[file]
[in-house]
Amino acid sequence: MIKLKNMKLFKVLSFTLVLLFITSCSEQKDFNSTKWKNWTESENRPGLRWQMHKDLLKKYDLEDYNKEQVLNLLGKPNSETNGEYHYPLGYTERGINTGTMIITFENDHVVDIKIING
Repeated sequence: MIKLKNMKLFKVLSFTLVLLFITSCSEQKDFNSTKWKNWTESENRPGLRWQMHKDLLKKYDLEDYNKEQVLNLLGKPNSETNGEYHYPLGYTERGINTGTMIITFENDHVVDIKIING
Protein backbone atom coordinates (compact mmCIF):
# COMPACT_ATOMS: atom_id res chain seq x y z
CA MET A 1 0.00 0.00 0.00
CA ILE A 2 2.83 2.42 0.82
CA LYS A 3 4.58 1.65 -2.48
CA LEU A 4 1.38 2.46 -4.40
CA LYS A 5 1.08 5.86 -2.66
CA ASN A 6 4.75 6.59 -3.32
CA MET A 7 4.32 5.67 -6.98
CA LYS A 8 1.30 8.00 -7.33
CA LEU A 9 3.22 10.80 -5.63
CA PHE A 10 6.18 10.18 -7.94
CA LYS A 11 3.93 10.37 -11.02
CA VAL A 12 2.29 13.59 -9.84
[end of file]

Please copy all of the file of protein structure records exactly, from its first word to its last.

[in-house]
Amino acid sequence: MIKLKNMKLFKVLSFTLVLLFITSCSEQKDFNSTKWKNWTESENRPGLRWQMHKDLLKKYDLEDYNKEQVLNLLGKPNSETNGEYHYPLGYTERGINTGTMIITFENDHVVDIKIING
Repeated sequence: MIKLKNMKLFKVLSFTLVLLFITSCSEQKDFNSTKWKNWTESENRPGLRWQMHKDLLKKYDLEDYNKEQVLNLLGKPNSETNGEYHYPLGYTERGINTGTMIITFENDHVVDIKIING
Protein backbone atom coordinates (compact mmCIF):
# COMPACT_ATOMS: atom_id res chain seq x y z
CA MET A 1 0.00 0.00 0.00
CA ILE A 2 2.83 2.42 0.82
CA LYS A 3 4.58 1.65 -2.48
CA LEU A 4 1.38 2.46 -4.40
CA LYS A 5 1.08 5.86 -2.66
CA ASN A 6 4.75 6.59 -3.32
CA MET A 7 4.32 5.67 -6.98
CA LYS A 8 1.30 8.00 -7.33
CA LEU A 9 3.22 10.80 -5.63
CA PHE A 10 6.18 10.18 -7.94
CA LYS A 11 3.93 10.37 -11.02
CA VAL A 12 2.29 13.59 -9.84